some of the pain points in the processes. Bowers points out this
eventually involved dozens of substantial changes for each line
“Some of the technology improved the processes and we
continue to tweak them,” he says.
Buy Into Change
Mihaliak maintains it is rare to find a business leader that won’t
agree on the importance of change management. The question
these leaders face, though, is: How do they go about making
sure the changes are applied in the correct manner?
“In a world with so many resources, the first assumption a
leader makes is there is a middle management layer that can be
relied upon to make the changes,” he says. “A few years ago that
was more of a possibility. Operations jobs are getting harder
and to think operations managers will have time to bring their
teams through that is just not working as frequently as it once
did. When there is a major transformation program, you need a
change management strategy up front that allows you to proac-
tively manage things.”
Change management doesn’t happen in a silo, points out
Tempesta. What he calls the “change army” includes business
leaders and stakeholders armed with new tools and techniques.
They are the ones that have to sell the changes and empower
others to make things happen.
“Change comes from the top down and it will be hard to
find a leader who doesn’t think change management is a critical
path, but being a good people manager is not the same as being
a good change manager,” says Tempesta. “You may have to tran-
sition people and that’s a combination of human resources and
business leaders. It’s complex work. The essential core of change
discipline is the need to prepare business leaders to execute on
the change plan.”
Mihaliak believes IT leaders are involved in change man-
agement even if it is not always apparent. One example of this
involves the increased value carriers place on their data.
“One of the issues with data programs is the change
management needs are not attended to. Things like the estab-
lishment of a governance process across the organization in
addition to the adoption of new tools,” he says. “Something that
might be perceived as technology driven has change manage-
ment needs. As CIOs collaborate more with the business units,
they assume the trusted-partner relationship that they aspire
to, the ability to engage their peers around leading practices of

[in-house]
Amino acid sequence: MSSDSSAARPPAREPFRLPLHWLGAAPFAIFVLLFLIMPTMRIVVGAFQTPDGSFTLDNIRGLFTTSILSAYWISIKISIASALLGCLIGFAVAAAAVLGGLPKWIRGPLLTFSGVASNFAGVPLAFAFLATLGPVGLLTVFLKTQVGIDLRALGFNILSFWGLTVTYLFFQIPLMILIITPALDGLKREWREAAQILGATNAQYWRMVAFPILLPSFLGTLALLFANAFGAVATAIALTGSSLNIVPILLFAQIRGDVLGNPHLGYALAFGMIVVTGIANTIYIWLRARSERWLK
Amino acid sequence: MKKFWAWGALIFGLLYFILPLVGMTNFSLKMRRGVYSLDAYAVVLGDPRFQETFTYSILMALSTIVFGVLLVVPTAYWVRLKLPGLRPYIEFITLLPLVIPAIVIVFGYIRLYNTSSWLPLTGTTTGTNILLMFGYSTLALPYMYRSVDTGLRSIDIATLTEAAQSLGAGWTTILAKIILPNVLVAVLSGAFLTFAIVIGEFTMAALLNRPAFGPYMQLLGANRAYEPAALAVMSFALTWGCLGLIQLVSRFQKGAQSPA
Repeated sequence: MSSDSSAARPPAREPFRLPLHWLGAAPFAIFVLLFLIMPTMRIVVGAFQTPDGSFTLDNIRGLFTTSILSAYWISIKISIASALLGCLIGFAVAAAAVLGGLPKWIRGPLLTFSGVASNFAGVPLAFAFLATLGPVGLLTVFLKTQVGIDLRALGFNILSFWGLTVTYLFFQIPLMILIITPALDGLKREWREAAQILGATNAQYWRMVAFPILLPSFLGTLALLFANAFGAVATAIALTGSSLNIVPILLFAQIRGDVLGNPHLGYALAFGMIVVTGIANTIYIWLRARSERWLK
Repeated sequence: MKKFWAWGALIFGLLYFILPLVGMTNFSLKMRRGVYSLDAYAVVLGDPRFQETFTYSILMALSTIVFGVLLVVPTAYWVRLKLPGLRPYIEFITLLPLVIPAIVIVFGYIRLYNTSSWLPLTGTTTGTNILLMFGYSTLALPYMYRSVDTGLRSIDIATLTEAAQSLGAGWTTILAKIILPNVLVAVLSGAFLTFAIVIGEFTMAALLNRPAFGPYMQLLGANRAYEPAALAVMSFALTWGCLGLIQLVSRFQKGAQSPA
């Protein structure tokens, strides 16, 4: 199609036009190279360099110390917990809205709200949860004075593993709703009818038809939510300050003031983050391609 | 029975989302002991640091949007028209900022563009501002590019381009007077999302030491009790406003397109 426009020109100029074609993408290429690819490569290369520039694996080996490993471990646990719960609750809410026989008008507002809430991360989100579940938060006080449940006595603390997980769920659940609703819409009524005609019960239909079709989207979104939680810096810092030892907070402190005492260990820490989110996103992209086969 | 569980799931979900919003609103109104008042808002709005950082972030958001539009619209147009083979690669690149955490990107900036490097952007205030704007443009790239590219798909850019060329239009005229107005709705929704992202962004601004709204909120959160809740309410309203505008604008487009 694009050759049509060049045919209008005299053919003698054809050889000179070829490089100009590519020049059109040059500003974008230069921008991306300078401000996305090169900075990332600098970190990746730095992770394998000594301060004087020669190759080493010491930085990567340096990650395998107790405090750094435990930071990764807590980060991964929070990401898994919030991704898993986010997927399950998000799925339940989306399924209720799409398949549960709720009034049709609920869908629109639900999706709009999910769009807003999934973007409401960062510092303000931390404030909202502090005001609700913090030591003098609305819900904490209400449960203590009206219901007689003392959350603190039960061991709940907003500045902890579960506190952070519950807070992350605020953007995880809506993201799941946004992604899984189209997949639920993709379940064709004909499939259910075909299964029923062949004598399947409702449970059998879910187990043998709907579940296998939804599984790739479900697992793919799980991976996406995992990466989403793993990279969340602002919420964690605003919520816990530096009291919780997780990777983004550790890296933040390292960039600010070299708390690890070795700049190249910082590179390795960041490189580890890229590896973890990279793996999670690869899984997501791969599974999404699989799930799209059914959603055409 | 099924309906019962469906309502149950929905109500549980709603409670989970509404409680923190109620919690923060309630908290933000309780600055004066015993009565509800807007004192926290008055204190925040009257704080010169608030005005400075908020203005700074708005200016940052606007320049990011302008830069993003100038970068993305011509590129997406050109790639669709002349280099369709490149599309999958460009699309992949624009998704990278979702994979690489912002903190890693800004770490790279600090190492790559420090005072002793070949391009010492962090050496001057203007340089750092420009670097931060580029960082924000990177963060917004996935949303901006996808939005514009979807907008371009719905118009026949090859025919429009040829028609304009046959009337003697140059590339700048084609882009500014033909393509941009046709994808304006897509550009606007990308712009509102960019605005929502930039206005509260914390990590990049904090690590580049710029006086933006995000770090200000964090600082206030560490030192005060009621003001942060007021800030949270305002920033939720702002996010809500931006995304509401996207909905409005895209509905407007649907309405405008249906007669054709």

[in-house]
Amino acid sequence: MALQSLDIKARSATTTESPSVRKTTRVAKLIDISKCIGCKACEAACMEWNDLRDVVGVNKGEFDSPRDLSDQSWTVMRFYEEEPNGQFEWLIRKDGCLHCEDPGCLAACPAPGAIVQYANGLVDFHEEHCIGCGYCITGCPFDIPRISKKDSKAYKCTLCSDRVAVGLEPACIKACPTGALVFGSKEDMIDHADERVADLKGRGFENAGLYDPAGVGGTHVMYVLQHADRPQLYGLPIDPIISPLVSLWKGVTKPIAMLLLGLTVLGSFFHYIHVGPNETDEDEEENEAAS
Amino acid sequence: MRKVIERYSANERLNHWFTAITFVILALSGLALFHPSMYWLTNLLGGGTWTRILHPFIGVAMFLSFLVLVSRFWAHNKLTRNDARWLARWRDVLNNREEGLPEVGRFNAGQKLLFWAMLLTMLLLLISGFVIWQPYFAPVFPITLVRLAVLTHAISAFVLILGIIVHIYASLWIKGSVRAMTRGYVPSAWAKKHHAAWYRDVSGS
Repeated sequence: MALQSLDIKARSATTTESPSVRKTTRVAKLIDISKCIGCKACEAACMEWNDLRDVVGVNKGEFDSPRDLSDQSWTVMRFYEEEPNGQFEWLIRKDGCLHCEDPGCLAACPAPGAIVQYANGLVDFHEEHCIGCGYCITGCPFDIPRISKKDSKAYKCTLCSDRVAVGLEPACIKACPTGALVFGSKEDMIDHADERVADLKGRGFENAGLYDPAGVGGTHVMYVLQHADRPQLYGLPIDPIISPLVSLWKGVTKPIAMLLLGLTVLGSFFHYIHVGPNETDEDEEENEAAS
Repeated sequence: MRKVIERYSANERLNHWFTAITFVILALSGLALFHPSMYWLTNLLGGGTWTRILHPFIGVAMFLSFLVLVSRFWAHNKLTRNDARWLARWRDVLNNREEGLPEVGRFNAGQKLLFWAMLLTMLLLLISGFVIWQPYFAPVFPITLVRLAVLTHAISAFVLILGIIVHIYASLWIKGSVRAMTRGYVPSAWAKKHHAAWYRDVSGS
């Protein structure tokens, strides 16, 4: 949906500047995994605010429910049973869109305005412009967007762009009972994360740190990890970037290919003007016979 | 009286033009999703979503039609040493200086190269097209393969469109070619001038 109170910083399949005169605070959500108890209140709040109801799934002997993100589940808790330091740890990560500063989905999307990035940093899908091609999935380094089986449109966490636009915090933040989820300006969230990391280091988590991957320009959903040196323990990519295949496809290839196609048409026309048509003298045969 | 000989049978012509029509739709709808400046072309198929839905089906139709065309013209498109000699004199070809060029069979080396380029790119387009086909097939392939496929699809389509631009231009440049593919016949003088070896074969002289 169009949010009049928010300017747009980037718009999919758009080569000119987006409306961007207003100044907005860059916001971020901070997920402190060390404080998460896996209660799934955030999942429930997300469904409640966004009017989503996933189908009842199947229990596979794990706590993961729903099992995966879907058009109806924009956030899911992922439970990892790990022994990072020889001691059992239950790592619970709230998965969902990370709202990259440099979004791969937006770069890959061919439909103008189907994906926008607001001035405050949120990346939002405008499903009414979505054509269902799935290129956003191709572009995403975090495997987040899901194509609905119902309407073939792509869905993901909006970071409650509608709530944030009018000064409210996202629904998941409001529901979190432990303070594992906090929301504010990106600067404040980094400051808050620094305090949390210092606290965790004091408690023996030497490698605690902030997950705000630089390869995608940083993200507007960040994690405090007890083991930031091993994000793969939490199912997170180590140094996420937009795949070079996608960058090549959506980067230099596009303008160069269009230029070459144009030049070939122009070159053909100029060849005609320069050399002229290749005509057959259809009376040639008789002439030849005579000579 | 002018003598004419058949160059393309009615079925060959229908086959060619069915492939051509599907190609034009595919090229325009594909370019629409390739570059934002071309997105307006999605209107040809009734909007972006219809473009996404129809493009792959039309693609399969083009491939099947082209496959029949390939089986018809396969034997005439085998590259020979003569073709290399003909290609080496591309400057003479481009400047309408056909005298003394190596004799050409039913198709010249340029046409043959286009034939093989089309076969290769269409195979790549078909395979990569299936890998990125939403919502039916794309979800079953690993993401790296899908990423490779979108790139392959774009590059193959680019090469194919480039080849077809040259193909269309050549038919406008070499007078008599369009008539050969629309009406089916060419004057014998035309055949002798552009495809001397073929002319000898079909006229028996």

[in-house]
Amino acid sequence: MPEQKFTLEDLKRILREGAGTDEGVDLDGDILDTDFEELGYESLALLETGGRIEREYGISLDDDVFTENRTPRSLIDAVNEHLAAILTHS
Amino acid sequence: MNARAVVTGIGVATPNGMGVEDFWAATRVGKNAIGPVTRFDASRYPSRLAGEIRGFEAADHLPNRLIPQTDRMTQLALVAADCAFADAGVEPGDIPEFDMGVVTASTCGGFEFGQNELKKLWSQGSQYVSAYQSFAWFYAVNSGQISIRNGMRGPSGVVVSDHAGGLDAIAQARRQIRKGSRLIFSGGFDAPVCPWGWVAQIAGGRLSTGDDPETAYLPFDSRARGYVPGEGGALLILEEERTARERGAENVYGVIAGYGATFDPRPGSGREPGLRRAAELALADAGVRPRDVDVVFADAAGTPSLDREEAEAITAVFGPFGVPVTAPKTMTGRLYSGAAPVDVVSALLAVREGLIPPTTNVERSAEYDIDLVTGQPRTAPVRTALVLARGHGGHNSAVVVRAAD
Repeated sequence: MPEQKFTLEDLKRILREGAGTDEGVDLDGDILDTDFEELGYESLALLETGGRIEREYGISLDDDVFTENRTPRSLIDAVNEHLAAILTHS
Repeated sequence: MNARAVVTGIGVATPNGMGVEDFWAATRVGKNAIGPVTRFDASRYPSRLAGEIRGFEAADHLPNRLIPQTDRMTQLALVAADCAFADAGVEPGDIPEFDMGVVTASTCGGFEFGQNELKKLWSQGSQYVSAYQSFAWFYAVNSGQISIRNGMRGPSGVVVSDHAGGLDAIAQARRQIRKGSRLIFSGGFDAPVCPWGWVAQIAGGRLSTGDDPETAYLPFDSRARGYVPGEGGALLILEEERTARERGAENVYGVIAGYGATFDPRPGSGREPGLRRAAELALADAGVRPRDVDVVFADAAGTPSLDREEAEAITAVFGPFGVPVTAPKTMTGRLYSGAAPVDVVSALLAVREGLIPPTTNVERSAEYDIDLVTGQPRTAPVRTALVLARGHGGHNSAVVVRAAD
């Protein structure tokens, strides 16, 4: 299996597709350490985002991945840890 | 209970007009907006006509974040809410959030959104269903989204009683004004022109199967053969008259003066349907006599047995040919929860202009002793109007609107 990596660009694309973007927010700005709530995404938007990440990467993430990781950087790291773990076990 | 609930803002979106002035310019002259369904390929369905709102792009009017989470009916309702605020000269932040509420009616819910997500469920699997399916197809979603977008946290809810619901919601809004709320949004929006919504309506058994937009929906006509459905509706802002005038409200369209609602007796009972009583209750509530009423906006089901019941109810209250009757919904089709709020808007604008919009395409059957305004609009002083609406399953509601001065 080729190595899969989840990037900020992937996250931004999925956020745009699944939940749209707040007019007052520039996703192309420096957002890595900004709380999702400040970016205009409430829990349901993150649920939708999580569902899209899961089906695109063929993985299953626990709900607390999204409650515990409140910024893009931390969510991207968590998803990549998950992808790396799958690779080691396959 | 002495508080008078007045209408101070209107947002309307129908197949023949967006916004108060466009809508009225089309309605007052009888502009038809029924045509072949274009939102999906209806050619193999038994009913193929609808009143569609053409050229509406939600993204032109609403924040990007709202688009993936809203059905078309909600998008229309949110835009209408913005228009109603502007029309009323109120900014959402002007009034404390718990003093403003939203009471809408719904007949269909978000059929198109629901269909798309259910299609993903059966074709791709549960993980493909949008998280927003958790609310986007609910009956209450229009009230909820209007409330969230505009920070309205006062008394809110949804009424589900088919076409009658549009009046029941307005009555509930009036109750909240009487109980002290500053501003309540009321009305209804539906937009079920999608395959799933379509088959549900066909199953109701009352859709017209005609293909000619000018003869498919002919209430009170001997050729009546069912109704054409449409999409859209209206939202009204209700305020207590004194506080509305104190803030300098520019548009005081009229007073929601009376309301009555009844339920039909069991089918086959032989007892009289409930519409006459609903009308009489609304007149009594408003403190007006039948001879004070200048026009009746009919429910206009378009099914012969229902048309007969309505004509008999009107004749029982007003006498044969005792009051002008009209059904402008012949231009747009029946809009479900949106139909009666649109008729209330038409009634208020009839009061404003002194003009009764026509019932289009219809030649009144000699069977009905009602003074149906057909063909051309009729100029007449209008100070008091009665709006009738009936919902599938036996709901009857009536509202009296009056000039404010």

change management, and to be the coach to help elevate that
trusted advisor role.”
Weaver recognizes culture change is a significant challenge
for carriers. In Westfield’s case, employees went through organi-
zational changes as well as process changes.
“To keep the employees well informed has been important
as well as to listen to them, understand their concerns, look
forward to the way the industry will move, and why changes
need to be made,” she says.
Bowers believe process changes were well received and
employees understood the need for consistency, accuracy, and
simplicity. Organization changes, however, were more difficult
as most employees express two major questions: What is my
job? Who do I report to?
“We had to make difficult choices on when we were going
to make the changes,” says Bowers. “We met with the executive
leaders and advised them of the changes, but we also had to
make a tough choice: Do we make the organizational changes
before the technology deployment?”
The technology was going to support the organizational
changes, and doing the organizational changes before the tech-
nology deployment would mean there were workarounds and
additional work, according to Bowers.
“We decided it was best to make the organizational changes
as soon as we could,” he says. “We made those changes about a
year ago so people have been without the technology to support
those changes. It’s worked, but there have been some bumps.”
Bowers feels the technology changes will be easier to deal
with because the previous claims system was approximately
25-years-old and was homegrown.
“People who joined us from other carriers had to take a step
back from the technology,” he says. “Our road shows helped
build excitement around the technology and the desire has been
strong to put the system into place.”
Center of Excellence
Mihaliak reports more companies seek to create a strong center
of excellence and the next wave of emergence is around change.
Tempesta adds there has been an uptick in the way insurance
companies approach transformational change—such as multi-year policy administration projects.
“Companies aren’t comfortable with such an investment if
they don’t have a guarantee of success and that’s why change
management is on the table,” says Tempesta.
“The cycle time of these projects, is important,” adds Mi-
haliak. “When you develop a new system like policy adminis-
tration, these programs take a couple of years or more, so if you
miss and end up without the outcome you desire, that puts the
company that much further behind their competitors who got
it right the first time. If carriers are going to spend this much
money they have to get some return on it.”
Westfield tried to communicate to everyone from the
start that change management evolves and is not the end to
anything. Bowers realizes there will be continual changes both
with regards to where the business grows and with how the
newer, more flexible technology responds much quicker than
in the past.
“We’ll continue to invest in our technology, we’ll continue
to make tweaks to our organization, and we’ll continue to
work on best practices,” says Bowers. “We have people established within the organization to undertake that continuous